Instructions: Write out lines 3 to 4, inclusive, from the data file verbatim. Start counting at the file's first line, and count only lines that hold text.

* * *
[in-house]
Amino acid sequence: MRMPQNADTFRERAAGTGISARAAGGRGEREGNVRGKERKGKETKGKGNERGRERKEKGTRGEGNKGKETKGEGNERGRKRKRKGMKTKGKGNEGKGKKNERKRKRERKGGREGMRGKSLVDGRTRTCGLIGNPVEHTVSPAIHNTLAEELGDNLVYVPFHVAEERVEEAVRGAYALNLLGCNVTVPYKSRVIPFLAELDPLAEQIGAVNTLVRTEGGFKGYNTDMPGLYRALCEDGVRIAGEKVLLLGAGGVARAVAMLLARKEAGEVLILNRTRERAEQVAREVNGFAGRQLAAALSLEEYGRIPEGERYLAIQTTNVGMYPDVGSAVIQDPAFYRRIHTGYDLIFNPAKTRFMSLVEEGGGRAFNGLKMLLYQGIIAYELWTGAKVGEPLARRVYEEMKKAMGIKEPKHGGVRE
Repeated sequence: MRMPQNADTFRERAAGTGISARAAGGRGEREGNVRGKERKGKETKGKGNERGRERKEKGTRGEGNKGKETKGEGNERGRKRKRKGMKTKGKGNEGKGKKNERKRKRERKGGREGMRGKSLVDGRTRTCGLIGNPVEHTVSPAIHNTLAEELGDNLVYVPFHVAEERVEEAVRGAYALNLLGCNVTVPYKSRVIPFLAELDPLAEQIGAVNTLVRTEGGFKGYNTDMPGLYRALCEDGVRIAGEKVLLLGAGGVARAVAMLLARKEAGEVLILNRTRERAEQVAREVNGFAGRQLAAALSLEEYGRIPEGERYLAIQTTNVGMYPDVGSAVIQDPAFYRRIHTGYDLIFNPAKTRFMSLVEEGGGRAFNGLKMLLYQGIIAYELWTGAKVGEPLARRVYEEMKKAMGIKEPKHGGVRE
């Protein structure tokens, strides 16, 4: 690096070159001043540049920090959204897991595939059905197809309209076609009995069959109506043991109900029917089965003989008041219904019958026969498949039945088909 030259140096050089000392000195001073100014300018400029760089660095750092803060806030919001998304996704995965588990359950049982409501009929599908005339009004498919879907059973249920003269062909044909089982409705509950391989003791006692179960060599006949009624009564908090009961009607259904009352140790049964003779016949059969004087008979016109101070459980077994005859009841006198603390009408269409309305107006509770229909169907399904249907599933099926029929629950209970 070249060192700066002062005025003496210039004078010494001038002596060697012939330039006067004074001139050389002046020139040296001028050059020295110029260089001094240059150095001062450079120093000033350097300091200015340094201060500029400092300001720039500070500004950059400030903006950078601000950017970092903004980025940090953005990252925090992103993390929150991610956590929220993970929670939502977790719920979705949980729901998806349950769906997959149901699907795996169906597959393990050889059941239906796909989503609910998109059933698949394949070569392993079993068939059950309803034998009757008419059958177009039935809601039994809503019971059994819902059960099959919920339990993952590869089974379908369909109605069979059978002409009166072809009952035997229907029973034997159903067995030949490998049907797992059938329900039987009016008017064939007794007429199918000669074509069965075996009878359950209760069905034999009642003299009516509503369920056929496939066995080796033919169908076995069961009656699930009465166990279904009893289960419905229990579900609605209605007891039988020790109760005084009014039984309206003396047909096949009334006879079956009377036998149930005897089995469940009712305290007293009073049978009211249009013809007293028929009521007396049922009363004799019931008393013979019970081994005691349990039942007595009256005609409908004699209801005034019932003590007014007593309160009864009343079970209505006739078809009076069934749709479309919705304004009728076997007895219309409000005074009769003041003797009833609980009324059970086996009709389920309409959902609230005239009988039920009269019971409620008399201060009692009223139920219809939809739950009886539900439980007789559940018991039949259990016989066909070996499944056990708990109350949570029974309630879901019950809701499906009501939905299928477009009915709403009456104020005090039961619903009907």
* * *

Repeated sequence: MRMPQNADTFRERAAGTGISARAAGGRGEREGNVRGKERKGKETKGKGNERGRERKEKGTRGEGNKGKETKGEGNERGRKRKRKGMKTKGKGNEGKGKKNERKRKRERKGGREGMRGKSLVDGRTRTCGLIGNPVEHTVSPAIHNTLAEELGDNLVYVPFHVAEERVEEAVRGAYALNLLGCNVTVPYKSRVIPFLAELDPLAEQIGAVNTLVRTEGGFKGYNTDMPGLYRALCEDGVRIAGEKVLLLGAGGVARAVAMLLARKEAGEVLILNRTRERAEQVAREVNGFAGRQLAAALSLEEYGRIPEGERYLAIQTTNVGMYPDVGSAVIQDPAFYRRIHTGYDLIFNPAKTRFMSLVEEGGGRAFNGLKMLLYQGIIAYELWTGAKVGEPLARRVYEEMKKAMGIKEPKHGGVRE
């Protein structure tokens, strides 16, 4: 690096070159001043540049920090959204897991595939059905197809309209076609009995069959109506043991109900029917089965003989008041219904019958026969498949039945088909 030259140096050089000392000195001073100014300018400029760089660095750092803060806030919001998304996704995965588990359950049982409501009929599908005339009004498919879907059973249920003269062909044909089982409705509950391989003791006692179960060599006949009624009564908090009961009607259904009352140790049964003779016949059969004087008979016109101070459980077994005859009841006198603390009408269409309305107006509770229909169907399904249907599933099926029929629950209970 070249060192700066002062005025003496210039004078010494001038002596060697012939330039006067004074001139050389002046020139040296001028050059020295110029260089001094240059150095001062450079120093000033350097300091200015340094201060500029400092300001720039500070500004950059400030903006950078601000950017970092903004980025940090953005990252925090992103993390929150991610956590929220993970929670939502977790719920979705949980729901998806349950769906997959149901699907795996169906597959393990050889059941239906796909989503609910998109059933698949394949070569392993079993068939059950309803034998009757008419059958177009039935809601039994809503019971059994819902059960099959919920339990993952590869089974379908369909109605069979059978002409009166072809009952035997229907029973034997159903067995030949490998049907797992059938329900039987009016008017064939007794007429199918000669074509069965075996009878359950209760069905034999009642003299009516509503369920056929496939066995080796033919169908076995069961009656699930009465166990279904009893289960419905229990579900609605209605007891039988020790109760005084009014039984309206003396047909096949009334006879079956009377036998149930005897089995469940009712305290007293009073049978009211249009013809007293028929009521007396049922009363004799019931008393013979019970081994005691349990039942007595009256005609409908004699209801005034019932003590007014007593309160009864009343079970209505006739078809009076069934749709479309919705304004009728076997007895219309409000005074009769003041003797009833609980009324059970086996009709389920309409959902609230005239009988039920009269019971409620008399201060009692009223139920219809939809739950009886539900439980007789559940018991039949259990016989066909070996499944056990708990109350949570029974309630879901019950809701499906009501939905299928477009009915709403009456104020005090039961619903009907």